The COVID-19 crisis and the lockdown that it has enforced is turning out to be a challenge like no other that humanity has confronted since the World War II. Despite scientists predicting the unfolding of such a pandemic and science fiction from Hollywood dishing pandemic inflicted dooms’ day stories for a while now, we humans are still coming to terms with the full scale of the crisis. It has wrecked lives, destroyed the economy, pushed the vulnerable section of the society to the brink of desperation and cornered the few fortunate into isolation to reflect in solitude or watch Netflix.

While all this was happening, the nature’s silent reclamation of the planet “pleasantly” unfolded in the form of chirping birds, near perfect blue skies, pristine air, translucent rivers bustling marine life and mountain ranges coming out of hibernation and making themselves visible as long lost neighbours of our cities. But this reclamation was barely a surprise given the fact that the cities are now ghost towns, skies are sans aeroplanes and the sewage pipes from the factories are now dry.

The irony is that humanity had to wait for a crisis of such a magnitude to unfold to experience the visuals of a mountain range from far and beyond, breathe clean air and taste clean water – all that is a free gift of nature available to us at our beck and call; at least the nature designed it that way.

This brings us to the question of whether the nature’s reclamation of the planet in the times of this crisis is to be considered pleasant at all or not. Nature lovers are surely not getting tired singing in praise this silent win of nature or are they refusing to erase the glee on their faces for this assert of nature and showing man his place as an insignificant life-form.

But don’t let their songs and glee fool you for they know in their heart of hearts that this is merely a transient phase reflective of Humanity’s unstable state. Humanity’s current status under lockdown is not its natural form. Humanity, over centuries has transformed itself to seek adventure, to be on the move and pursue growth. Humanity will cry, struggle, fight and organize to restore the status quo of growth. For we know that the unstable state of lockdown is contrarian to our identity on this planet and is therefore unpalatable for us. Don’t let the clean air and blue skies fool you into believing that the nature has indeed won this battle and that the COVID19 crisis is indeed the disruptive event that will change the discourse on climate & environment for the good. Far from it, with every single day going forward as the COVID19 virus abates in potency and spread, economies world over will race to kick-start cars’ engines, crank up the factories and propel their aircrafts.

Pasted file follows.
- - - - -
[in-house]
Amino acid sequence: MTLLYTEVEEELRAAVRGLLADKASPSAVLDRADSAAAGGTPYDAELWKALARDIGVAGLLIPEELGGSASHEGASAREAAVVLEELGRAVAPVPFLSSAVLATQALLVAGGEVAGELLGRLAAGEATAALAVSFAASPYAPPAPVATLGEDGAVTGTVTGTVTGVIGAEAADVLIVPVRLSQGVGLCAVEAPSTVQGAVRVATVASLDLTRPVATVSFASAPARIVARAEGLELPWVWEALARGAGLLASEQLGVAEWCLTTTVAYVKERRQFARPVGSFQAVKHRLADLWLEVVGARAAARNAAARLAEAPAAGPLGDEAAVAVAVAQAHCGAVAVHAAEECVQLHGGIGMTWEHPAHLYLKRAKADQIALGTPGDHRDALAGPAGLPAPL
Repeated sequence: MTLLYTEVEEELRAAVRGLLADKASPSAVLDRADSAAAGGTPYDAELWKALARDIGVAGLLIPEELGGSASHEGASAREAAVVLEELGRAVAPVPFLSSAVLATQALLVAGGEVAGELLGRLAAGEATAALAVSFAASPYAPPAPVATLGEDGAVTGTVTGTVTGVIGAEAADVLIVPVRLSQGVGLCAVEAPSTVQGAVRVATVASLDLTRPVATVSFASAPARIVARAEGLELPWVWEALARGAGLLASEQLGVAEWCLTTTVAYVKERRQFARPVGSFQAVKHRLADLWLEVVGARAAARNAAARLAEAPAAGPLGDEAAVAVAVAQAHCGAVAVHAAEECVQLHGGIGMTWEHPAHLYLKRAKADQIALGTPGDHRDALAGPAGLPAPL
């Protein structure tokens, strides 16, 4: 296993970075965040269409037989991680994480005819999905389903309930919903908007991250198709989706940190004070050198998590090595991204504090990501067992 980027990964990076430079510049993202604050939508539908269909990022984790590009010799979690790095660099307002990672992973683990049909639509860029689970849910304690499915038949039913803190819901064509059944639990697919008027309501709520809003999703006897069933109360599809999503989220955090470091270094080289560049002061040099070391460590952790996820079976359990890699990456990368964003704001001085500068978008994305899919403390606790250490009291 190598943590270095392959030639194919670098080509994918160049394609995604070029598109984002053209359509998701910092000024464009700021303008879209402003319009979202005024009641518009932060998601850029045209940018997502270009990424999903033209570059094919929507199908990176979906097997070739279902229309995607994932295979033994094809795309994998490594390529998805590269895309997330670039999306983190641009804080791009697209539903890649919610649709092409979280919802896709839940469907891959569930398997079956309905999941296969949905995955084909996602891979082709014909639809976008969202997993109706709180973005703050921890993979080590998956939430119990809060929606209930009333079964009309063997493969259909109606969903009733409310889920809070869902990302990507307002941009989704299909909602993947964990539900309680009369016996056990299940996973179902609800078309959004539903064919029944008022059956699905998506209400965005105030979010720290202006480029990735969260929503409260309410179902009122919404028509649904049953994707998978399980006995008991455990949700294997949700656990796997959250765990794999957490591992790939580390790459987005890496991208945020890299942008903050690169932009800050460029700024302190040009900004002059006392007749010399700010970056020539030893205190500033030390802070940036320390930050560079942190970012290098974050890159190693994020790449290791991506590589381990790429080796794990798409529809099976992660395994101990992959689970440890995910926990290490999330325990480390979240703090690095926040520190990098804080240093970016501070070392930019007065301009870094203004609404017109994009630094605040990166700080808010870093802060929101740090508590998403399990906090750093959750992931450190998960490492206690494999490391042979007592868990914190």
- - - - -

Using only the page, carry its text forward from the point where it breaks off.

The urgency to make up for lost time on economy and jobs will de-prioritize matters on climate change for happier times over economic engines that need to fire up all guns blazing. In the matter of months if not weeks visuals from our windows will go back to the haze and dare of humanity’s march over nature, mountain ranges will recede into hibernation and the translucent river water will turn into sludge.
If we do need to take solace into anything from this brief period of nature’s assertion let it be this – the crisis created a new reference point and a rich source of data & insights that should improve the quality of climate and environment research and debate.

The crisis presented before us a live prototype of a partially healed planet, when the carbon emissions are drastically reduced. No extent of hypothesis or modelling in a laboratory could have re-created such a prototype picture of the planet.

It was only within the matter since social distancing and suspension of human activities came into force that the so called “pleasant” outcome started to unfold in front of us. This crisis therefore demonstrated the rapid quality of the healing powers of the planet. It proved to us that these healing powers of the planet are very much intact and that they are merely dormant due to the heightened human activities during “normal” times.

Such phenomenal data and insights can be used to further enrich the ongoing research to pin point cause and effect with accuracy and play a crucial role in policy design on environment and climate change. For instance, the Air Quality Index (AQI) of Delhi during the lockdown period improved significantly and receded from the normal of three-digit figure to a double-digit number on all days during the lockdown. But the question is that Delhi’s still AQI stayed beyond the reach of the green zone on many days. In other words, if Automobiles, Factories and Construction- know culprits for air pollution are stopped in the city and why doesn’t the city’s air quality reach the green zone. We then begin to take stock of the effects of activities like emissions from waste landfills in the city as the new culprits for air quality and who in the “normal” times always managed to stay under the radar.

Like it or not, the stable state of humanity and a healed Planet are at cross purposes and will remain so for a foreseeable future.

The exuberance that the crisis will unfold a new positive normal in the on-going debate of climate change is pre-mature. On the contrary, we need to stand guard against the instinct that we should not slide back from the previous normal in our urgency to restore the stable state of humanity, while enjoying the sight of chirping birds till they last.

Ankur Bisen is the Author of WASTED, published by PanMacmillan India

Get the best of SheThePeople delivered to your inbox - subscribe to Our Power Breakfast Newsletter. Follow us on Twitter , Instagram , Facebook and on YouTube, and stay in the know of women who are standing up, speaking out, and leading change.